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Feeder calf auction brings community together

Here is a look at a calf auction, and a peek behind it reveals the heart of the people involved.

November 3, 2022

4 Min Read
calf auction
WEST BRANCH AUCTION: The reputation of the West Branch, Mich., auction is strong because of the breeders who consign calves, and because of the adherence to their common protocols. Kable Thurlow, MSU Extension

After checking the pens of cattle, attendees settled into the auction barn for the 78th annual West Branch Feeder Sale in October. Some women and children — but mostly men with ball caps and boots — a few cowboy hats, and some Amish straw hats could be seen in the bleachers around three sides of the sale ring.

Pens of five to 10 head of cattle were brought in order. The auction catalog showed the consignor, pen number, breed of cattle, number of head, total weight and average weight. They are brought from the pens; lighter ones beginning around 400 pounds sell first, then the heavier calves upward to 1,000 pounds.

Typically, cattle close in weight are grouped together. These are cattle that usually were born this past winter or spring at the farms of producers throughout northeast Michigan. Steers sell first, followed by heifers.

In the sale ring, the group of calves moves like waves, all together, in the shavings, stirring up dust while the man with the microphone speaks the strange language that is the familiar chant of an auctioneer. It is a language punctuated by some numbers, and a lot of indiscernible syllables as he encourages people to bid and bid again. Some bid with the slightest hand or head movement, others more publicly, each thinking about the total weight in the pen as they bid in dollars per pound.

“Pen 124 sold for $1.91 to bidder ‘X,’” the auctioneer shouts as the next group is being brought into the ring. In the stands, bidder X is marking his bidder card to keep track of how many have been purchased, maybe trying to fill a trailer or a truck.

In the office, the records of each purchase are tallied by faithful volunteers who can’t miss a penny. When bidder X comes to the window to pay his bill, each purchase is already recorded and summed. As the adding machine cranked out its last set of numbers, this sale brought in more than $610,000.

This is a sale of preconditioned calves, who have been weaned 30-60 days, vaccinated and boosted according to the protocol adopted by the association of consignors. These calves will go to feedlots or pastures in state and out of state, ready to grow and be finished out.

The reputation of the auction is strong because of the breeders who consign calves and because of the adherence to their common protocols. These are families that raise beef cattle. They run a herd of cows bred in a limited window of time to a bull with heritable traits that have been studied and matched for their herd and market. Great deliberation is given to purchasing bulls and better genetics bring better prices.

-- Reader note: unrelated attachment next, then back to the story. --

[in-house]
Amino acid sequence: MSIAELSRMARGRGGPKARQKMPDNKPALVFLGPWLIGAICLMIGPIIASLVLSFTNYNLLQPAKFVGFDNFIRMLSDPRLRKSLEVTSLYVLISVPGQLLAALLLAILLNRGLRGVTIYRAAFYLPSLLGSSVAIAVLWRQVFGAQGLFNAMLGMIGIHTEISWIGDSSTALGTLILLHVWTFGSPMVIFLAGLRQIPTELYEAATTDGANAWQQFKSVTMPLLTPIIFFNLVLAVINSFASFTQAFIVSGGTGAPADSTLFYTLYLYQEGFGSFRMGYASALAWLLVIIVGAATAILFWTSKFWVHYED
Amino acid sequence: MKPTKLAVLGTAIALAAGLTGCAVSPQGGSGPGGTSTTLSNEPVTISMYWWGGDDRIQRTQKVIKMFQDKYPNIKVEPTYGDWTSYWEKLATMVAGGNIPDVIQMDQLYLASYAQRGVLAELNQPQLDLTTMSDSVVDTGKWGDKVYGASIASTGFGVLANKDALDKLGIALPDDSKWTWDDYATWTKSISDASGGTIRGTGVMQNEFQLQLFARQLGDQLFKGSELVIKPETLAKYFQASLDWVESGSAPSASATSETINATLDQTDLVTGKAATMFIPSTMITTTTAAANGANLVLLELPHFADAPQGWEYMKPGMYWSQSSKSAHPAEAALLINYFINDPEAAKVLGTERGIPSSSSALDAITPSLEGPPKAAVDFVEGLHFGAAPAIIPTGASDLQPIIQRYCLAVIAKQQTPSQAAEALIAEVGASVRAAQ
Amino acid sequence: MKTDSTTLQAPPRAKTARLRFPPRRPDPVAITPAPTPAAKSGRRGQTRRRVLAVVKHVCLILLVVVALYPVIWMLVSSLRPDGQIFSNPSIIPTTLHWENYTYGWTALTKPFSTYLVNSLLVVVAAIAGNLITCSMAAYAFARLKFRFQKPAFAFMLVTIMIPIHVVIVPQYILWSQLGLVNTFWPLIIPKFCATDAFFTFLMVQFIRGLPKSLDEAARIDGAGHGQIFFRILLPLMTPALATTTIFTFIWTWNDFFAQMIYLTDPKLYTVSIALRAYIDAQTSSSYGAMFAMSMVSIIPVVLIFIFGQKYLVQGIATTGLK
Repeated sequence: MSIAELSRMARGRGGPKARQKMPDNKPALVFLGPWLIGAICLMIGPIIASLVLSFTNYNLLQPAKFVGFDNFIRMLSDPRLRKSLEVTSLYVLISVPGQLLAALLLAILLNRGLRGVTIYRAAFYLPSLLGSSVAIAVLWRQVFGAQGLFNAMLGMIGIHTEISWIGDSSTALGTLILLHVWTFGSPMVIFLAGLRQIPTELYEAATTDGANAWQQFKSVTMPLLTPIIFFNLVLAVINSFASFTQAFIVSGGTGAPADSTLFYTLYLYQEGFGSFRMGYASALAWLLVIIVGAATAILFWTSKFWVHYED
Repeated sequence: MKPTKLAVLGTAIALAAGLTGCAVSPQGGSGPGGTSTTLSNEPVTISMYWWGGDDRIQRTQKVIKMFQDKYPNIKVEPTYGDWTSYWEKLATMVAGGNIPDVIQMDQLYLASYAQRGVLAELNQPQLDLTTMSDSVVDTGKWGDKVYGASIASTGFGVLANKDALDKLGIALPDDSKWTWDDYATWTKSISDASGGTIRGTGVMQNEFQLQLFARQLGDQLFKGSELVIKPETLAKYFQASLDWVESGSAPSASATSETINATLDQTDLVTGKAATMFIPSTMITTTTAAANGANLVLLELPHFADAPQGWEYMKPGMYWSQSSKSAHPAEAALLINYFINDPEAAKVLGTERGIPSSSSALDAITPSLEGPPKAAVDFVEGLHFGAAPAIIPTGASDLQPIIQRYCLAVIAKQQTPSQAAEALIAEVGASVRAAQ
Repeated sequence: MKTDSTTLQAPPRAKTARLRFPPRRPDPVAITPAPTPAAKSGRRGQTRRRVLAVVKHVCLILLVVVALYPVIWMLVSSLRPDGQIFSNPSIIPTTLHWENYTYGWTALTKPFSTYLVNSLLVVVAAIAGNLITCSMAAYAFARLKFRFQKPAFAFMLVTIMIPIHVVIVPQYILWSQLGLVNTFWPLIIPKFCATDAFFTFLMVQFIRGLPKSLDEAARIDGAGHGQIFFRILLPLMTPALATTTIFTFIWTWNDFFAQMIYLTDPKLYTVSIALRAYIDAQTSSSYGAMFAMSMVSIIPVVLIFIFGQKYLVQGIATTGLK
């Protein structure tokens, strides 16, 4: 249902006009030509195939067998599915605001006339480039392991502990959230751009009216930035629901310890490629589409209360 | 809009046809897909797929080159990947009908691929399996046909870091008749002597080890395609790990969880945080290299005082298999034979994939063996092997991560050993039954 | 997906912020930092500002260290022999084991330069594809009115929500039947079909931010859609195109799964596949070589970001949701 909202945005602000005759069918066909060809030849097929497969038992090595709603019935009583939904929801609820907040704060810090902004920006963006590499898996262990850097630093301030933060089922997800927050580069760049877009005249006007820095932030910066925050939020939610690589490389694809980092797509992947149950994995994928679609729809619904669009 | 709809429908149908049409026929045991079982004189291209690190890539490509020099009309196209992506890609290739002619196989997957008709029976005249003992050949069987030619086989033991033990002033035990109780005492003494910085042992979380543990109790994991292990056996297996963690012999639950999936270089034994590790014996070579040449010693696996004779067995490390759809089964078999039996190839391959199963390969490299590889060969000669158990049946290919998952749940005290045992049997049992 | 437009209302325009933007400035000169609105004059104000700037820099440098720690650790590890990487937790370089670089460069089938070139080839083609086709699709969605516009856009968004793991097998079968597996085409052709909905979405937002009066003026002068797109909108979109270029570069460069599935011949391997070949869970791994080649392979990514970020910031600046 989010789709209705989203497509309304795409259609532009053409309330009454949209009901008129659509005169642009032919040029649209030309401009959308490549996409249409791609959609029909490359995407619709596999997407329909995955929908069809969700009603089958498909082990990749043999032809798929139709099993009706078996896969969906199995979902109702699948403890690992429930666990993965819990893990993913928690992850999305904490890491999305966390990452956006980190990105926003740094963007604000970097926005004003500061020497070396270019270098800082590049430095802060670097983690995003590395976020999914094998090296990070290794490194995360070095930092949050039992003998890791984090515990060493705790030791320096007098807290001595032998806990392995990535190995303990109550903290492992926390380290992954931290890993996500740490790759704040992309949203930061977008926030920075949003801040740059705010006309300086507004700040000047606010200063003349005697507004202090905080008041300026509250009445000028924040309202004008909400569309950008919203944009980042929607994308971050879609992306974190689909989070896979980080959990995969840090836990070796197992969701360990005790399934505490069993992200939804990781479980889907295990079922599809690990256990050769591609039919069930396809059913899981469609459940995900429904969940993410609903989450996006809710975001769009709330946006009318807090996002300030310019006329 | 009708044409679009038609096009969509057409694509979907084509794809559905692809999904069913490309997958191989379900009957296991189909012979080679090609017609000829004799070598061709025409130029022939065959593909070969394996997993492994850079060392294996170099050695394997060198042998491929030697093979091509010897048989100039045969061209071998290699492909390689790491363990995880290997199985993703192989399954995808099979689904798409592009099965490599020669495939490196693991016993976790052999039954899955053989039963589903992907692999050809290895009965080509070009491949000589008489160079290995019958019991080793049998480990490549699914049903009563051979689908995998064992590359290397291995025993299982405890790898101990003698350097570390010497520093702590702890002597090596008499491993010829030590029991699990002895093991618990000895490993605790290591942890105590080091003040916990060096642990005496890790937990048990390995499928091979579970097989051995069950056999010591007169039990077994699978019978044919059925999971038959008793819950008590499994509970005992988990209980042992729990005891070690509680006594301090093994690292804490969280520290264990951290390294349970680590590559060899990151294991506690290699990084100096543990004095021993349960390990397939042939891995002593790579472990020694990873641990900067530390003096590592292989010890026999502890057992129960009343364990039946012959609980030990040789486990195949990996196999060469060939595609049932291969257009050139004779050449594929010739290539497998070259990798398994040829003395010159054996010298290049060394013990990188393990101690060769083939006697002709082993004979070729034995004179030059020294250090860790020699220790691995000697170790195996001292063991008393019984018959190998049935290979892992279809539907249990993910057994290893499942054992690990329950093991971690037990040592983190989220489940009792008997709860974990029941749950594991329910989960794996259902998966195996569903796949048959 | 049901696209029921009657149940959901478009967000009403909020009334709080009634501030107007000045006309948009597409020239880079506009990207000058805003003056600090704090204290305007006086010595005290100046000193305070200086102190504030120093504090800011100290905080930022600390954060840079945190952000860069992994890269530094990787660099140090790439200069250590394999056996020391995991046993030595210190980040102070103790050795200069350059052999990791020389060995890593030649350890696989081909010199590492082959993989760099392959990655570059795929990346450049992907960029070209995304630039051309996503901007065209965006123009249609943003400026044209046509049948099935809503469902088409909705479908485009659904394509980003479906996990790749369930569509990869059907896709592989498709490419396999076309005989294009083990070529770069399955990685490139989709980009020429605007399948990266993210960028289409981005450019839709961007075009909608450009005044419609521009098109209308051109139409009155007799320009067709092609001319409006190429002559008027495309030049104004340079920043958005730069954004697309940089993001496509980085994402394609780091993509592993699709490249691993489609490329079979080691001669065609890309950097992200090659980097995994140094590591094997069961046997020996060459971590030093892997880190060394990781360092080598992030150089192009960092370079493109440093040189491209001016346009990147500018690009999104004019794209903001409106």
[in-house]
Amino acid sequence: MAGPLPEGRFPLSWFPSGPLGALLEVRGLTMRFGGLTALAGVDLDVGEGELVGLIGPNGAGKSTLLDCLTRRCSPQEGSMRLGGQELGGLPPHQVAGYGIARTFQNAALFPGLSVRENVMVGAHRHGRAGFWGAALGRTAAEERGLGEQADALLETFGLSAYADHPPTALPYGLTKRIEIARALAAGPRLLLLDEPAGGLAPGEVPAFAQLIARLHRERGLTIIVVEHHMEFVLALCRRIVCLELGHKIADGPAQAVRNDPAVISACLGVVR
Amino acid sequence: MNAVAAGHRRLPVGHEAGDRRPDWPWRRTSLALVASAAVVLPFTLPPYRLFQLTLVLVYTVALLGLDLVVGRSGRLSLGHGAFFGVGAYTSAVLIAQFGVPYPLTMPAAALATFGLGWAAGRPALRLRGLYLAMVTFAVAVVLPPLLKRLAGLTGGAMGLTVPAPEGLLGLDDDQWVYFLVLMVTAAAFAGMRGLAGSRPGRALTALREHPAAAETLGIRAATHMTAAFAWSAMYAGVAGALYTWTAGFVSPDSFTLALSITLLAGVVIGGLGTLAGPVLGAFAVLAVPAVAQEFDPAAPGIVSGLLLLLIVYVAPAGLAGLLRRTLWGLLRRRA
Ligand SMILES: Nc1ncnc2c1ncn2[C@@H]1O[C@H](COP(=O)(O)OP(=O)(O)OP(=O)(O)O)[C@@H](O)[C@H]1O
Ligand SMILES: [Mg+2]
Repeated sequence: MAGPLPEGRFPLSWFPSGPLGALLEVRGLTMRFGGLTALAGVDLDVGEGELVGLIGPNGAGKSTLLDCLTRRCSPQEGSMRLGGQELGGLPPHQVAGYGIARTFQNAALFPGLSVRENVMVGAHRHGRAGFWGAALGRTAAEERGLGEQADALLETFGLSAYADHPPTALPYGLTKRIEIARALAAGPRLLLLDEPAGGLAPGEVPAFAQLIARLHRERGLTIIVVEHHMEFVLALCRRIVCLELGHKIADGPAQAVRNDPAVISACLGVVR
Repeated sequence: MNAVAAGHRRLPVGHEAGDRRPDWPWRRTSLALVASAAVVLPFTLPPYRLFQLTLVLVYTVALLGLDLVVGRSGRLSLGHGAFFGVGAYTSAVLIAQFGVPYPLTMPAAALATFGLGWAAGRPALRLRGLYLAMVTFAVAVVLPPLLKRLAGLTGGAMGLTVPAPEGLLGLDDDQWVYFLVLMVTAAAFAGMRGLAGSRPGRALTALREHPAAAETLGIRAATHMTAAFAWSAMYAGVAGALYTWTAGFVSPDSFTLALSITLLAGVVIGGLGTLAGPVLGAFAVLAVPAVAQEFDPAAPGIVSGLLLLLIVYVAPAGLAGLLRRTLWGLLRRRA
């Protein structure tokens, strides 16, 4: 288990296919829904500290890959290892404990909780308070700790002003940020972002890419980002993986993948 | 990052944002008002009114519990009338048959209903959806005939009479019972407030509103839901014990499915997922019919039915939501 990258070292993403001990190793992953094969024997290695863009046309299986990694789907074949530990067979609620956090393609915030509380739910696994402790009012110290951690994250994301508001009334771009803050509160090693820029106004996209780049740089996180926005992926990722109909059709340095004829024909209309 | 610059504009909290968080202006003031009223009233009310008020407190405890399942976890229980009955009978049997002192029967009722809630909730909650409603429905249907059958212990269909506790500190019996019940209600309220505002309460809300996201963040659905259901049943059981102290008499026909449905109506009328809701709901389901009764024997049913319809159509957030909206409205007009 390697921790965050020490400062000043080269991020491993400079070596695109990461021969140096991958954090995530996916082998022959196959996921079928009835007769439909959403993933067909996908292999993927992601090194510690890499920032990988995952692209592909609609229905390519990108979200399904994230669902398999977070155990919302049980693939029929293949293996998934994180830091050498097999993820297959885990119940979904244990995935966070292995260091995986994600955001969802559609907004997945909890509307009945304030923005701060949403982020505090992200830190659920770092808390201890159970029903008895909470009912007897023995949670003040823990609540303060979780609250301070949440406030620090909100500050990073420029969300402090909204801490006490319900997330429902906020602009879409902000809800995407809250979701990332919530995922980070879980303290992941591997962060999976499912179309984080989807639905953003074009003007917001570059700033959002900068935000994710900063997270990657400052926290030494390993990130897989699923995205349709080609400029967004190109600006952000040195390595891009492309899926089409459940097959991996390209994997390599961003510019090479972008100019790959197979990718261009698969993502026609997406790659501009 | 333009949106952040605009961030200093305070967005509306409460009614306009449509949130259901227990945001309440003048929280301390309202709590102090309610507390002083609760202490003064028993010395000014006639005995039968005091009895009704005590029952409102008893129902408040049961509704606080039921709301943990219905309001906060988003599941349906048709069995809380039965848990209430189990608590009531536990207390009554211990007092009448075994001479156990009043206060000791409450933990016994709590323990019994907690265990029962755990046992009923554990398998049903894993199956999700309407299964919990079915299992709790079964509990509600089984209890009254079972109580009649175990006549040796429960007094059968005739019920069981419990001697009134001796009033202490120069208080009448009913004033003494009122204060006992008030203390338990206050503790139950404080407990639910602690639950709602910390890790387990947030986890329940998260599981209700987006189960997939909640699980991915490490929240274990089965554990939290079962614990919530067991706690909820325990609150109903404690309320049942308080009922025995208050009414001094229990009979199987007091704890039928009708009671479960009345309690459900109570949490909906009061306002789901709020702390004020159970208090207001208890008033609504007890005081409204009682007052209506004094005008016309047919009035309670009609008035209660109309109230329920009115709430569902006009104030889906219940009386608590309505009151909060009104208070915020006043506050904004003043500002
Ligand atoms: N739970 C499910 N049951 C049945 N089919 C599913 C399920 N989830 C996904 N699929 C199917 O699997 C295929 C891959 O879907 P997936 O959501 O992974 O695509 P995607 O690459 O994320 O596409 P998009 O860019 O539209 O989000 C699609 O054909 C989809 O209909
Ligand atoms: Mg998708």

This auction is not the only option these producers would have to market their calves. They could market them at auction in Clare, Gaylord or elsewhere downstate. They could also sell them direct to a buyer who assembles groups for feedlots. Instead, for 78 years, producers have come together to plan this auction, to repair and fix up the facility, to weigh-in cattle and to receive cattle for sale. They put in much of the sweat equity to maintain this auction. Why?

Coming together

We could point to prices, which are better than other options. We could point to reduced costs of selling animals, including the lack of a yardage fee. We could point to the quality they have been building and will continue to build. And while all these are true, it really is about a sense of community.

Community is the willingness to work with others for mutual benefit, whether the individual benefits as much. Community is the recognition that we are better when we have each other. Community is when people with differences overlook those to remember what they have in common. Community builds, unites and accomplishes what those going solo cannot accomplish, and they do so because they look beyond short term to the long view.

In this community we find Ed, who sold his cows a year ago still showing up to help. Theo and Carol still faithfully attend and bring soup or baked goods for those working, though they haven’t had cattle for several years. Marty and Arlen are out in the cattle pens moving cattle. Paula, having taken vacation days from her job, is in the office.

Many others fill in to help get cattle from the correct pens loaded on the right trucks following the auction. Their actions demonstrate their sense of community.

America needs people with a sense of community. Ones who look out for one another, ones who help one another, ones who will work with others. We need people, and we need you, to be community-minded, community-spirited, and to foster a community in action. This local auction and the people making it successful certainly demonstrates a strong sense of community. And that was great to see and experience.

Durst is a field-based educator with Michigan State University Extension.

Source: Michigan State University Extension

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